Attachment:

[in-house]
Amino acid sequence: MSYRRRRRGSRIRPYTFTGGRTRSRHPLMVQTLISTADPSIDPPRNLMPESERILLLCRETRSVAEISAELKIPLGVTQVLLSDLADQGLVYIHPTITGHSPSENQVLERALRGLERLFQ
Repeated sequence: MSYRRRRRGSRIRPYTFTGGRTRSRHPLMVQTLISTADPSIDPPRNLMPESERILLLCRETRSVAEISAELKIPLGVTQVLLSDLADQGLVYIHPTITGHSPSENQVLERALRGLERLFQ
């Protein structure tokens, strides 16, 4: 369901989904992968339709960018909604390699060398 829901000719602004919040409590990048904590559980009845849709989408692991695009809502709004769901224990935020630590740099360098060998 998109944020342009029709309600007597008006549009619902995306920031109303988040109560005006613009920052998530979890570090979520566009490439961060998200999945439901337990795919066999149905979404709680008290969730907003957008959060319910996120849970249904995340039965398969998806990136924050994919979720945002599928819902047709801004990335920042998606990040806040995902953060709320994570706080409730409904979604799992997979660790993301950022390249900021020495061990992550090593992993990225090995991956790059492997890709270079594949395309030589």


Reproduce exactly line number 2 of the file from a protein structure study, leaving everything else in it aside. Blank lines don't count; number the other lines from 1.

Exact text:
Amino acid sequence: MSYRRRRRGSRIRPYTFTGGRTRSRHPLMVQTLISTADPSIDPPRNLMPESERILLLCRETRSVAEISAELKIPLGVTQVLLSDLADQGLVYIHPTITGHSPSENQVLERALRGLERLFQ